What will happen to protesters who were arrested in the Bay Area?


SAN FRANCISCO (KRON) – Protesters calling for a ceasefire in Gaza took over several highways in the Bay Area on Monday.

The protests come five months after protesters blocked off the Bay Bridge. Eighty people were charged for those protests, 78 of whom made a deal with prosecutors to do five hours of community service and pay more than $4,000 in restitution to avoid criminal charges.

So what will happen to Monday’s protesters?

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Many will have to fight misdemeanors and citations in court, but some could even be charged with a felony. KRON4 spoke with a former prosecutor who says these charges make it seem like CHP is cracking down on protests like these hard.

“I implore people, please protest, we are here to protect your right to protest. But you cannot block roadways. You cannot keep emergency personnel whether it’s ambulance, law enforcement, fire department from getting out to assist other people,” said CHP Chief Don Goodbrand.

Hundreds of people disrupted traffic for hours at three different locations in the Bay Area on Monday. Twenty-six people got arrested after blocking all lanes on the Golden Gate Bridge. Seven people got arrested on I-880 in Oakland after a group locked their arms into 280-pound concrete barrels in the middle of traffic lanes. At the 7th Street exit of I-880, hundreds of protesters walked onto the freeway, and five people got arrested there.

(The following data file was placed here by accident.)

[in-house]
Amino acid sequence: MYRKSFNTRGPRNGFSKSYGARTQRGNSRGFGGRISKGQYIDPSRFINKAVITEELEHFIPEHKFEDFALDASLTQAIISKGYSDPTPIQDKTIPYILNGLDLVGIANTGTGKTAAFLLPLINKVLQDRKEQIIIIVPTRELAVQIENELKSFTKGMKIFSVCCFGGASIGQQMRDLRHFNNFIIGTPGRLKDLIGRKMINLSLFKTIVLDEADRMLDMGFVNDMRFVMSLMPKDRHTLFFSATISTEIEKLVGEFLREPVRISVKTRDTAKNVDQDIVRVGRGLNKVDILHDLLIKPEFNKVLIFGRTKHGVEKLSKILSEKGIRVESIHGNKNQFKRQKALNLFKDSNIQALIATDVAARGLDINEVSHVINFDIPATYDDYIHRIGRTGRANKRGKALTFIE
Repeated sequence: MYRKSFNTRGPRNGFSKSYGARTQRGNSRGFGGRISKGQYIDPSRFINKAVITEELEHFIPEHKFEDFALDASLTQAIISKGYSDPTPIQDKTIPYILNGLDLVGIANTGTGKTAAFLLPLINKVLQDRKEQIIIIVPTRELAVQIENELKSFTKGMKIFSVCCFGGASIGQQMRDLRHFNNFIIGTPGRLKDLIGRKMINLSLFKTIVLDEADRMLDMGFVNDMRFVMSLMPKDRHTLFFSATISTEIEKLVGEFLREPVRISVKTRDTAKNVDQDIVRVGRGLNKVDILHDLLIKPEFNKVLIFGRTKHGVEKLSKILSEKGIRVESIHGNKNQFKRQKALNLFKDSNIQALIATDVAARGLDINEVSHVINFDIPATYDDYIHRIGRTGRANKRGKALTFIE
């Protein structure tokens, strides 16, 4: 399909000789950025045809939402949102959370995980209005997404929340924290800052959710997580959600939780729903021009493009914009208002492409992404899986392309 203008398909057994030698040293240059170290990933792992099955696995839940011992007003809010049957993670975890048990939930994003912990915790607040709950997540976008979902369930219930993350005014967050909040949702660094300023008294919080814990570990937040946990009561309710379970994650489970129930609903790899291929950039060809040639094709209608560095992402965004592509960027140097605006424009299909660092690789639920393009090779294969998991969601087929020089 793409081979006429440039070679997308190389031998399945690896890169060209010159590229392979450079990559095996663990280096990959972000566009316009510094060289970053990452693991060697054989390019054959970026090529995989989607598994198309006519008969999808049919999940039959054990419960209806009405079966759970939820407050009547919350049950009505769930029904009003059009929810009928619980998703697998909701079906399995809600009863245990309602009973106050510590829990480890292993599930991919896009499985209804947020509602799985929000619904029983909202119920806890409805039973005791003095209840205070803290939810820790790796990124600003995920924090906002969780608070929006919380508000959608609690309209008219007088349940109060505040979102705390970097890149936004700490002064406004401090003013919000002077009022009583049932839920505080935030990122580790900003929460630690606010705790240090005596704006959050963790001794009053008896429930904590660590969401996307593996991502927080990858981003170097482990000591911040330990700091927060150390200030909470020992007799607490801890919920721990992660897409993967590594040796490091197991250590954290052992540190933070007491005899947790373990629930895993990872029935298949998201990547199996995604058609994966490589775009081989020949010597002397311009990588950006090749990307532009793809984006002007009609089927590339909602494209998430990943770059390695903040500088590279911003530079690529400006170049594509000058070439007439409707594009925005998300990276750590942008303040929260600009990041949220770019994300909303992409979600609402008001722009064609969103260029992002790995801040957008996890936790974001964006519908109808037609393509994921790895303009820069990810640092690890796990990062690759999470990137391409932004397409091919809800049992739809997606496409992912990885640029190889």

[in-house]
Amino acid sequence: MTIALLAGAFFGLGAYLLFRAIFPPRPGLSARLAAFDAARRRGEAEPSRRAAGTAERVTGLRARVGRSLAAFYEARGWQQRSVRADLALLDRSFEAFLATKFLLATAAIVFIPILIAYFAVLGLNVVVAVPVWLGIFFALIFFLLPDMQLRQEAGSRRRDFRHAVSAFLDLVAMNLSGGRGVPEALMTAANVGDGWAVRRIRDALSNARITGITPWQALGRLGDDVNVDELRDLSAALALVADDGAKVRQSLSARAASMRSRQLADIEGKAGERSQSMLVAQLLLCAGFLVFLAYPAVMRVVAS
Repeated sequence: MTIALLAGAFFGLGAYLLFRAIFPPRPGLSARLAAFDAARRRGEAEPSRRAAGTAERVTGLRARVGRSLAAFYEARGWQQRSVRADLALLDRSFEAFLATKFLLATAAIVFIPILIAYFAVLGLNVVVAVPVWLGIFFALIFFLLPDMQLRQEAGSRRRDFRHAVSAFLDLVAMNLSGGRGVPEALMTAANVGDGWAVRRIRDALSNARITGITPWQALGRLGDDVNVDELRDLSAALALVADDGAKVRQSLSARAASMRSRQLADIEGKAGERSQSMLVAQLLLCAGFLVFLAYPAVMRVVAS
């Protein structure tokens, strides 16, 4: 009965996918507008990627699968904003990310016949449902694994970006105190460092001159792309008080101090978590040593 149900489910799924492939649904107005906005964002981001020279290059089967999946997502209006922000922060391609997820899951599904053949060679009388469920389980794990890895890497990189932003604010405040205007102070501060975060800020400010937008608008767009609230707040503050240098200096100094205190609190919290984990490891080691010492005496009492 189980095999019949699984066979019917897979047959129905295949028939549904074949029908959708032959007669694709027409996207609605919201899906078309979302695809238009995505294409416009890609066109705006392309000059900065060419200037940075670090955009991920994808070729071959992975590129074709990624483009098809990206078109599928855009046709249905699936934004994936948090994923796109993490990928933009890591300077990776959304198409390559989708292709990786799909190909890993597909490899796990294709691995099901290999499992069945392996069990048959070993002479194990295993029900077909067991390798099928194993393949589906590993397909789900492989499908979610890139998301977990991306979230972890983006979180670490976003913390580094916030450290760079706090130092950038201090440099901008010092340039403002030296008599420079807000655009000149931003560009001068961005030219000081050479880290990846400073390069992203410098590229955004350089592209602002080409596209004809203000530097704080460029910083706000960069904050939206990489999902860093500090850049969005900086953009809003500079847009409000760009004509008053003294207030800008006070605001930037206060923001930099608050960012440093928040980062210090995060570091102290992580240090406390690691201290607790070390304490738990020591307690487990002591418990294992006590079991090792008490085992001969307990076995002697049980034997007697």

CHP says the protesters now face a slew of charges, the most serious being conspiracy to commit a crime and false imprisonment. That surprised legal expert Steven Clark.

“The CHP is obviously taking this very seriously,” he said. “With these arrests suggesting conspiracy that could elevate these charges to a felony.”

Clark says the conspiracy charge could be prosecuted as a misdemeanor or a felony.

“I think what the CHP did today was give the DA’s office a lot to work with in terms of a charging decision. It’ll ultimately be up to the DA to make this charging decision,” he said.

The protesters on the Golden Gate Bridge will be prosecuted by the San Francisco district attorney, and the protesters in the East Bay will be prosecuted by the Alameda County district attorney. Clark says it might be hard to prove the false imprisonment charges.

“Certainly you can argue that protesters by shutting down access on the bridge, you are imprisoning the drivers. At the same time, those drivers could have got out of the car and left. I’m not sure that imprisonment charge would hold up in trial,” he said.

Clark says this will overall be a challenge in court when the defense argues for protesters’ First Amendment rights.

“I think it’ll be a difficult call for the DA on how to handle these cases because this is a progressive community. We do respect the right of free speech but at the same time we don’t want to see public safety jeopardized,” Clark said.

KRON4 reached out to both the district attorneys in Alameda County and San Francisco, and it’s too soon to say what charges they will pursue. Clark believes they will look to see if any of the protesters arrested today were involved in the protest that shut down the Bay Bridge five months ago during the APEC conference. He says that could enhance charges.

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